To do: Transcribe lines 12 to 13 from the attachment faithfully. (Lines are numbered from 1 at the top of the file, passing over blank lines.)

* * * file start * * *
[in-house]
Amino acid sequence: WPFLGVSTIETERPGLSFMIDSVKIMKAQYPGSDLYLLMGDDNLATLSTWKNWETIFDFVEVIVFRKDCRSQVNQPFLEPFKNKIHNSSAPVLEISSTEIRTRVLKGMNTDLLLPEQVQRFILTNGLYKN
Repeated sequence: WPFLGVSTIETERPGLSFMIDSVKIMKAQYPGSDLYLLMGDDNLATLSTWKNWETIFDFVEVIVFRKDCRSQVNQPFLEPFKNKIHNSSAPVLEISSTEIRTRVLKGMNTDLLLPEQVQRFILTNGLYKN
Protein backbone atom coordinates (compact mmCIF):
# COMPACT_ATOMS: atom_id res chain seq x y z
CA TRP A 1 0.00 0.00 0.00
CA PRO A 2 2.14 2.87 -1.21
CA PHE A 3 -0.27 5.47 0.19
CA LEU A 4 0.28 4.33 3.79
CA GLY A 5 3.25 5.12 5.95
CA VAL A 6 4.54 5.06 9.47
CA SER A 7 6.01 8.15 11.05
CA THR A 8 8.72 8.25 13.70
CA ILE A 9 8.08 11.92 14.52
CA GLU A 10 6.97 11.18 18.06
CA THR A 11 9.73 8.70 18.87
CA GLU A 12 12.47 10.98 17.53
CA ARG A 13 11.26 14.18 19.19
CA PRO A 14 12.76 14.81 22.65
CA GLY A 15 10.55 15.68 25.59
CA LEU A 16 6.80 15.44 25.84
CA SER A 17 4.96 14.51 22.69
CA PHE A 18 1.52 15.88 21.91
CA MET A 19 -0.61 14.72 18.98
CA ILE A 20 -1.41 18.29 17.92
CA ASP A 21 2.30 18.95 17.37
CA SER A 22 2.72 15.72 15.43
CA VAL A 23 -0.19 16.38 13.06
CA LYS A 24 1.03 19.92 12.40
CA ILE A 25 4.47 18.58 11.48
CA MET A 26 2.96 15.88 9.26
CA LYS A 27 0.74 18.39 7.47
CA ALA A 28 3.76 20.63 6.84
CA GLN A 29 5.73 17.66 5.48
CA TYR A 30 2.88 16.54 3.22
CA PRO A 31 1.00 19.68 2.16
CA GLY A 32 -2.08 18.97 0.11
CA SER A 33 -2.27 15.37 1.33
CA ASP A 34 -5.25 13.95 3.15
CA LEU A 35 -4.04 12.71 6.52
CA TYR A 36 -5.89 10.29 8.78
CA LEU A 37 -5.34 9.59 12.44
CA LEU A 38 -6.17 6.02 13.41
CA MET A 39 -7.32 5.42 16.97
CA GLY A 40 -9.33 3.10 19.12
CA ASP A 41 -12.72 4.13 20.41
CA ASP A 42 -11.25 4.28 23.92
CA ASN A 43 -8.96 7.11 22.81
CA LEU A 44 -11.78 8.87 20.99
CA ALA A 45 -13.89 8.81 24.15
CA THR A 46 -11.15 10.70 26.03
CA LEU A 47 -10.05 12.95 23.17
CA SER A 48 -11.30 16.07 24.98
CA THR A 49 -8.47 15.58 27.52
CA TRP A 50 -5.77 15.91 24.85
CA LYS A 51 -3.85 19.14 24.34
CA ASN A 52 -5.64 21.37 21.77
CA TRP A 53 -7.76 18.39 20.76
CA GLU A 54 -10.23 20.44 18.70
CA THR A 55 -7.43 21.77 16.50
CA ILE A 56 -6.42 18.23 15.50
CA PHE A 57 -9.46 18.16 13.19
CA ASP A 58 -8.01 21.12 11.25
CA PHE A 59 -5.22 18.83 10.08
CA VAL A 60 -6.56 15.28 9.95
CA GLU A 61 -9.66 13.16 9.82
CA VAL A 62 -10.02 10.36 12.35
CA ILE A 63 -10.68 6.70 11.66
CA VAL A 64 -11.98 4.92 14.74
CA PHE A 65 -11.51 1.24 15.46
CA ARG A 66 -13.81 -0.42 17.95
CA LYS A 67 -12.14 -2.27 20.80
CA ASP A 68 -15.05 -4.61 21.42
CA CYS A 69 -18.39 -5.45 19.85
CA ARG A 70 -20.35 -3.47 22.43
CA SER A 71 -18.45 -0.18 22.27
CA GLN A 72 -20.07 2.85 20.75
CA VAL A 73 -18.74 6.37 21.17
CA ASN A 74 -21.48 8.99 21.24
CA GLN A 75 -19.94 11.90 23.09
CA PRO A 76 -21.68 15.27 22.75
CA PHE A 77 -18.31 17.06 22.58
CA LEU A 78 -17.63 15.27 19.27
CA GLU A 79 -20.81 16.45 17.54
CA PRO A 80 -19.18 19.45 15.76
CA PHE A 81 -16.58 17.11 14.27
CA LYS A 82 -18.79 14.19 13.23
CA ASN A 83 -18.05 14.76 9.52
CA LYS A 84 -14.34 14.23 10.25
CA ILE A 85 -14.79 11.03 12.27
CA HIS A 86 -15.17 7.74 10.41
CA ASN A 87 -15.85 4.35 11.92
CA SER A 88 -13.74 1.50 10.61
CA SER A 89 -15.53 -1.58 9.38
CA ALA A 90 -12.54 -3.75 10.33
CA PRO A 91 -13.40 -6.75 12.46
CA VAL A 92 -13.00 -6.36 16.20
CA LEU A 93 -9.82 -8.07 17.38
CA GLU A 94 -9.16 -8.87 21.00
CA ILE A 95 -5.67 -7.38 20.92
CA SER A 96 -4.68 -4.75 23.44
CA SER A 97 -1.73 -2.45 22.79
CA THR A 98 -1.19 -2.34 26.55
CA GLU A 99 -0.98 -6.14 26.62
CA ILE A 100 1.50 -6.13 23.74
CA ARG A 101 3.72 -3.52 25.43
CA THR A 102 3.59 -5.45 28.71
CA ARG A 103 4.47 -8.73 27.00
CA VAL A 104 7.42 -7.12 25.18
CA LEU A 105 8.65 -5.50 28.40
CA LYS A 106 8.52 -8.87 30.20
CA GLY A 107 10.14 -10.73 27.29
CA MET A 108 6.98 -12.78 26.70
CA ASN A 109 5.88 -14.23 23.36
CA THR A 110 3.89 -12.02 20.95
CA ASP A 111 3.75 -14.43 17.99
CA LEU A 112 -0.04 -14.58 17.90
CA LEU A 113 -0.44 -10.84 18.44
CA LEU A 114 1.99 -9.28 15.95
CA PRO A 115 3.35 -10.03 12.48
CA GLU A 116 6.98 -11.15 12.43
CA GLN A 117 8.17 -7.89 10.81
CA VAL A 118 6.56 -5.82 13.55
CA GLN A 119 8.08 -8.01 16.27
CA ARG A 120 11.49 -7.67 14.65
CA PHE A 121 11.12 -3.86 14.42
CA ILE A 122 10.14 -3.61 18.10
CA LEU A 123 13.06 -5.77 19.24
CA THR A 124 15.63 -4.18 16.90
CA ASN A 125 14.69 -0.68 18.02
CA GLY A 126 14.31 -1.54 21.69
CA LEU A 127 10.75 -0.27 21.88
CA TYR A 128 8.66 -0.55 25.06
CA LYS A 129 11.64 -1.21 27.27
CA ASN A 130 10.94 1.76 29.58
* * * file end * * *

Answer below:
CA SER A 7 6.01 8.15 11.05
CA THR A 8 8.72 8.25 13.70